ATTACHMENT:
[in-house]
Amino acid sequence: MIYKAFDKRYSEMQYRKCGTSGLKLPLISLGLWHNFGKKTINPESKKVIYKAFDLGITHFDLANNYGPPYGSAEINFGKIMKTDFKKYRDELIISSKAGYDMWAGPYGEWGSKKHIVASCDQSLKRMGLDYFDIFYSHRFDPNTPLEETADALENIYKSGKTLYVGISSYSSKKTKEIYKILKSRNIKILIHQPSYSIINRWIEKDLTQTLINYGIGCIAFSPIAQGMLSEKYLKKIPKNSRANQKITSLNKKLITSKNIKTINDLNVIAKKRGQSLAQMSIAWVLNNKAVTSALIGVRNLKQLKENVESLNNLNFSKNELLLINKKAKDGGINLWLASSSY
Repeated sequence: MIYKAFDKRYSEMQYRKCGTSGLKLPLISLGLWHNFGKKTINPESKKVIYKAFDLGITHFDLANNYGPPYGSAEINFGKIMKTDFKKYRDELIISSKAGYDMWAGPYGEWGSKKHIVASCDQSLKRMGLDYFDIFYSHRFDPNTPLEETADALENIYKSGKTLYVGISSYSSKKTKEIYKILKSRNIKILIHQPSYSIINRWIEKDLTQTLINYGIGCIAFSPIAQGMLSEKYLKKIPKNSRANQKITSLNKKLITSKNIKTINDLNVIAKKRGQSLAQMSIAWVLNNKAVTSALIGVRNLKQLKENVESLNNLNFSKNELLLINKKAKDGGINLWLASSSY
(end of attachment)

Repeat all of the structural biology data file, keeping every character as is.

[in-house]
Amino acid sequence: MIYKAFDKRYSEMQYRKCGTSGLKLPLISLGLWHNFGKKTINPESKKVIYKAFDLGITHFDLANNYGPPYGSAEINFGKIMKTDFKKYRDELIISSKAGYDMWAGPYGEWGSKKHIVASCDQSLKRMGLDYFDIFYSHRFDPNTPLEETADALENIYKSGKTLYVGISSYSSKKTKEIYKILKSRNIKILIHQPSYSIINRWIEKDLTQTLINYGIGCIAFSPIAQGMLSEKYLKKIPKNSRANQKITSLNKKLITSKNIKTINDLNVIAKKRGQSLAQMSIAWVLNNKAVTSALIGVRNLKQLKENVESLNNLNFSKNELLLINKKAKDGGINLWLASSSY
Repeated sequence: MIYKAFDKRYSEMQYRKCGTSGLKLPLISLGLWHNFGKKTINPESKKVIYKAFDLGITHFDLANNYGPPYGSAEINFGKIMKTDFKKYRDELIISSKAGYDMWAGPYGEWGSKKHIVASCDQSLKRMGLDYFDIFYSHRFDPNTPLEETADALENIYKSGKTLYVGISSYSSKKTKEIYKILKSRNIKILIHQPSYSIINRWIEKDLTQTLINYGIGCIAFSPIAQGMLSEKYLKKIPKNSRANQKITSLNKKLITSKNIKTINDLNVIAKKRGQSLAQMSIAWVLNNKAVTSALIGVRNLKQLKENVESLNNLNFSKNELLLINKKAKDGGINLWLASSSY